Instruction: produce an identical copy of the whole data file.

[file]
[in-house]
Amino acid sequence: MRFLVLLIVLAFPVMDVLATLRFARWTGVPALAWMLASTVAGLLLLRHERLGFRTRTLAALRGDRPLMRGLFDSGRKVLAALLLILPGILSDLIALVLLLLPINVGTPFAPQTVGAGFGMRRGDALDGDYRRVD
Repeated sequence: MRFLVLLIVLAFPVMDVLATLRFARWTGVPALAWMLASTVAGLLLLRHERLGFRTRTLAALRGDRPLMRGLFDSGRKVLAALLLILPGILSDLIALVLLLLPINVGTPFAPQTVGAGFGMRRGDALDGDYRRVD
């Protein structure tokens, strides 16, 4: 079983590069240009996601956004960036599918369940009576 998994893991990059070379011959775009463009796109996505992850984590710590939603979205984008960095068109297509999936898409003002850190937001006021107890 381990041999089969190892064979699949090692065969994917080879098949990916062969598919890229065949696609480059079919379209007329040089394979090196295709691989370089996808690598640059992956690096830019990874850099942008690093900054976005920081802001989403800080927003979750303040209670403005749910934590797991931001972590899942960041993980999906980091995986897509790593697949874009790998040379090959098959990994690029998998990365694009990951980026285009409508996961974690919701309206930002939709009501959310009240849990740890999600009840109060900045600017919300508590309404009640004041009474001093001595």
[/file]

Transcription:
[in-house]
Amino acid sequence: MRFLVLLIVLAFPVMDVLATLRFARWTGVPALAWMLASTVAGLLLLRHERLGFRTRTLAALRGDRPLMRGLFDSGRKVLAALLLILPGILSDLIALVLLLLPINVGTPFAPQTVGAGFGMRRGDALDGDYRRVD
Repeated sequence: MRFLVLLIVLAFPVMDVLATLRFARWTGVPALAWMLASTVAGLLLLRHERLGFRTRTLAALRGDRPLMRGLFDSGRKVLAALLLILPGILSDLIALVLLLLPINVGTPFAPQTVGAGFGMRRGDALDGDYRRVD
């Protein structure tokens, strides 16, 4: 079983590069240009996601956004960036599918369940009576 998994893991990059070379011959775009463009796109996505992850984590710590939603979205984008960095068109297509999936898409003002850190937001006021107890 381990041999089969190892064979699949090692065969994917080879098949990916062969598919890229065949696609480059079919379209007329040089394979090196295709691989370089996808690598640059992956690096830019990874850099942008690093900054976005920081802001989403800080927003979750303040209670403005749910934590797991931001972590899942960041993980999906980091995986897509790593697949874009790998040379090959098959990994690029998998990365694009990951980026285009409508996961974690919701309206930002939709009501959310009240849990740890999600009840109060900045600017919300508590309404009640004041009474001093001595």